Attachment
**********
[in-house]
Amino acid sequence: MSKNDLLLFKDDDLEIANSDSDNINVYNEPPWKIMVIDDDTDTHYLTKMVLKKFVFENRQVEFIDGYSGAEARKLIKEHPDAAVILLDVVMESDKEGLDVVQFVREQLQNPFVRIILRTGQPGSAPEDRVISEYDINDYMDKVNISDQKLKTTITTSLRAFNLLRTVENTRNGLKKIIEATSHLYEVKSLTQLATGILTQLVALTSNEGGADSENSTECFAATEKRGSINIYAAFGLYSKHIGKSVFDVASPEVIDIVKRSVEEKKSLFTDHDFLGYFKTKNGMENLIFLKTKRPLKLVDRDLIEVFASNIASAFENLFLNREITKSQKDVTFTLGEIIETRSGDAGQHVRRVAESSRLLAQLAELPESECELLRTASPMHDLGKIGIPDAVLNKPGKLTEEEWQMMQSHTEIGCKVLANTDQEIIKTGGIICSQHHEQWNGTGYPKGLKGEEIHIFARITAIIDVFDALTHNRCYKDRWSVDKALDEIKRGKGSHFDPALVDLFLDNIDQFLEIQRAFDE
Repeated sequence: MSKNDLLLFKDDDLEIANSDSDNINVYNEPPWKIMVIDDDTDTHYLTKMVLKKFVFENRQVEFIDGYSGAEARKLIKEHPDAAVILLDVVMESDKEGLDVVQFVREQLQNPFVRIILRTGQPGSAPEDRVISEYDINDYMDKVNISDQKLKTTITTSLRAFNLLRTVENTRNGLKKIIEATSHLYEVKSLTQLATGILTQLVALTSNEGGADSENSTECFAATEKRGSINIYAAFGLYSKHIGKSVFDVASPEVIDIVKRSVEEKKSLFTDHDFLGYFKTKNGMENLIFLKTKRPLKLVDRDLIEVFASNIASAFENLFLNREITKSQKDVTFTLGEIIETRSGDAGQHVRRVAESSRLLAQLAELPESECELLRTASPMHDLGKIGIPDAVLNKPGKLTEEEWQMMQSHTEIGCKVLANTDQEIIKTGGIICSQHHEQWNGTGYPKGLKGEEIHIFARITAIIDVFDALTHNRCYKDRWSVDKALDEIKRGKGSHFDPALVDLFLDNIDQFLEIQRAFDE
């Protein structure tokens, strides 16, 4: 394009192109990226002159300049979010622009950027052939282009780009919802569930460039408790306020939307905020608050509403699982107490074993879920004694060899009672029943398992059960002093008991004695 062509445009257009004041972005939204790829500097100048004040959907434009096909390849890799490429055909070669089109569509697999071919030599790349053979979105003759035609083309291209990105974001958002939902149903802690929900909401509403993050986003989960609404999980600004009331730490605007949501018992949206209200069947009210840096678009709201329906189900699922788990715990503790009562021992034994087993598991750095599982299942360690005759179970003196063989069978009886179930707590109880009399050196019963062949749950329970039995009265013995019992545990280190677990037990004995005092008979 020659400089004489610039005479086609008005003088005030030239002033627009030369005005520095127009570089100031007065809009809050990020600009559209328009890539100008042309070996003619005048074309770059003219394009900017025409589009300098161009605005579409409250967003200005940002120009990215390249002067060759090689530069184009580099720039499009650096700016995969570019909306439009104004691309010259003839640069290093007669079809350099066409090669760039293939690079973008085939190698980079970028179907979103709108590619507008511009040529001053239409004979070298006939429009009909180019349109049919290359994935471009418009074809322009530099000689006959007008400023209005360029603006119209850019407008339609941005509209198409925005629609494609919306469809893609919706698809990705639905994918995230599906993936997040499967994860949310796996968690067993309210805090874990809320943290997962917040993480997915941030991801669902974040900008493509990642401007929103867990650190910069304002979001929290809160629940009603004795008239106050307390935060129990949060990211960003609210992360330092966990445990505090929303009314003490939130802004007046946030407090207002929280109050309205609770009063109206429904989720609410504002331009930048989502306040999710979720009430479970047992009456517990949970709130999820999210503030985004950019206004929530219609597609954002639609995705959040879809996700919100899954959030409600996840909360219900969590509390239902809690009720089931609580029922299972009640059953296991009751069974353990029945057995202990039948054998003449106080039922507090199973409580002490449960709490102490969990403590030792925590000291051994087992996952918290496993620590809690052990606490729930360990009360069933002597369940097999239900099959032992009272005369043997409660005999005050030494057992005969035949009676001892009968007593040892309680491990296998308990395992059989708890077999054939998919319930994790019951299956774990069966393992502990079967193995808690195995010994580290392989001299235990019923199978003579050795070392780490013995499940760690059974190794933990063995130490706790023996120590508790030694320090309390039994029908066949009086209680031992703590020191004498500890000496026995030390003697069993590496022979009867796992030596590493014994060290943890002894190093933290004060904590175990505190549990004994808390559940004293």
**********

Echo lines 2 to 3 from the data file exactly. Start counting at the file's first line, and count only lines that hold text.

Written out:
Amino acid sequence: MSKNDLLLFKDDDLEIANSDSDNINVYNEPPWKIMVIDDDTDTHYLTKMVLKKFVFENRQVEFIDGYSGAEARKLIKEHPDAAVILLDVVMESDKEGLDVVQFVREQLQNPFVRIILRTGQPGSAPEDRVISEYDINDYMDKVNISDQKLKTTITTSLRAFNLLRTVENTRNGLKKIIEATSHLYEVKSLTQLATGILTQLVALTSNEGGADSENSTECFAATEKRGSINIYAAFGLYSKHIGKSVFDVASPEVIDIVKRSVEEKKSLFTDHDFLGYFKTKNGMENLIFLKTKRPLKLVDRDLIEVFASNIASAFENLFLNREITKSQKDVTFTLGEIIETRSGDAGQHVRRVAESSRLLAQLAELPESECELLRTASPMHDLGKIGIPDAVLNKPGKLTEEEWQMMQSHTEIGCKVLANTDQEIIKTGGIICSQHHEQWNGTGYPKGLKGEEIHIFARITAIIDVFDALTHNRCYKDRWSVDKALDEIKRGKGSHFDPALVDLFLDNIDQFLEIQRAFDE
Repeated sequence: MSKNDLLLFKDDDLEIANSDSDNINVYNEPPWKIMVIDDDTDTHYLTKMVLKKFVFENRQVEFIDGYSGAEARKLIKEHPDAAVILLDVVMESDKEGLDVVQFVREQLQNPFVRIILRTGQPGSAPEDRVISEYDINDYMDKVNISDQKLKTTITTSLRAFNLLRTVENTRNGLKKIIEATSHLYEVKSLTQLATGILTQLVALTSNEGGADSENSTECFAATEKRGSINIYAAFGLYSKHIGKSVFDVASPEVIDIVKRSVEEKKSLFTDHDFLGYFKTKNGMENLIFLKTKRPLKLVDRDLIEVFASNIASAFENLFLNREITKSQKDVTFTLGEIIETRSGDAGQHVRRVAESSRLLAQLAELPESECELLRTASPMHDLGKIGIPDAVLNKPGKLTEEEWQMMQSHTEIGCKVLANTDQEIIKTGGIICSQHHEQWNGTGYPKGLKGEEIHIFARITAIIDVFDALTHNRCYKDRWSVDKALDEIKRGKGSHFDPALVDLFLDNIDQFLEIQRAFDE